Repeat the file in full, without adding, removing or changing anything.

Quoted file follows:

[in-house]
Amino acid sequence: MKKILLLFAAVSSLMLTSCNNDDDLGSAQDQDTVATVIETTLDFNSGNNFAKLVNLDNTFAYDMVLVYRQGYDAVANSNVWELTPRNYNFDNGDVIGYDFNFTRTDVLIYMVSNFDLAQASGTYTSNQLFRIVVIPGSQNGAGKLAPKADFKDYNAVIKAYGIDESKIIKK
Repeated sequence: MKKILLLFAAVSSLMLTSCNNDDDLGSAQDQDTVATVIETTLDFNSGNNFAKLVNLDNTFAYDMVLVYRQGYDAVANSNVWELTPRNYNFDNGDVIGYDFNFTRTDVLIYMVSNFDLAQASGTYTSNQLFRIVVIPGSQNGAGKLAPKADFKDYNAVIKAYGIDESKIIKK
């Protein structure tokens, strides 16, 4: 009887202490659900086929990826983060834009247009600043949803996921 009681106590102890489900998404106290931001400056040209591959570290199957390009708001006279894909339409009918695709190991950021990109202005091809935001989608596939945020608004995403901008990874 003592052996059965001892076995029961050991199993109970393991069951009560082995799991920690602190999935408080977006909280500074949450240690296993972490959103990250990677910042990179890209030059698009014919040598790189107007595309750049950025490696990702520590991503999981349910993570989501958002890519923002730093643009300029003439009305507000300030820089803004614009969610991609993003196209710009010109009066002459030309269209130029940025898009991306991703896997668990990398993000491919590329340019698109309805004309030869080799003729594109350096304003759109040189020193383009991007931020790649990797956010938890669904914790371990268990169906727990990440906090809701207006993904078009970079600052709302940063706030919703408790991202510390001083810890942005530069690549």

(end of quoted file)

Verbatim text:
[in-house]
Amino acid sequence: MKKILLLFAAVSSLMLTSCNNDDDLGSAQDQDTVATVIETTLDFNSGNNFAKLVNLDNTFAYDMVLVYRQGYDAVANSNVWELTPRNYNFDNGDVIGYDFNFTRTDVLIYMVSNFDLAQASGTYTSNQLFRIVVIPGSQNGAGKLAPKADFKDYNAVIKAYGIDESKIIKK
Repeated sequence: MKKILLLFAAVSSLMLTSCNNDDDLGSAQDQDTVATVIETTLDFNSGNNFAKLVNLDNTFAYDMVLVYRQGYDAVANSNVWELTPRNYNFDNGDVIGYDFNFTRTDVLIYMVSNFDLAQASGTYTSNQLFRIVVIPGSQNGAGKLAPKADFKDYNAVIKAYGIDESKIIKK
């Protein structure tokens, strides 16, 4: 009887202490659900086929990826983060834009247009600043949803996921 009681106590102890489900998404106290931001400056040209591959570290199957390009708001006279894909339409009918695709190991950021990109202005091809935001989608596939945020608004995403901008990874 003592052996059965001892076995029961050991199993109970393991069951009560082995799991920690602190999935408080977006909280500074949450240690296993972490959103990250990677910042990179890209030059698009014919040598790189107007595309750049950025490696990702520590991503999981349910993570989501958002890519923002730093643009300029003439009305507000300030820089803004614009969610991609993003196209710009010109009066002459030309269209130029940025898009991306991703896997668990990398993000491919590329340019698109309805004309030869080799003729594109350096304003759109040189020193383009991007931020790649990797956010938890669904914790371990268990169906727990990440906090809701207006993904078009970079600052709302940063706030919703408790991202510390001083810890942005530069690549």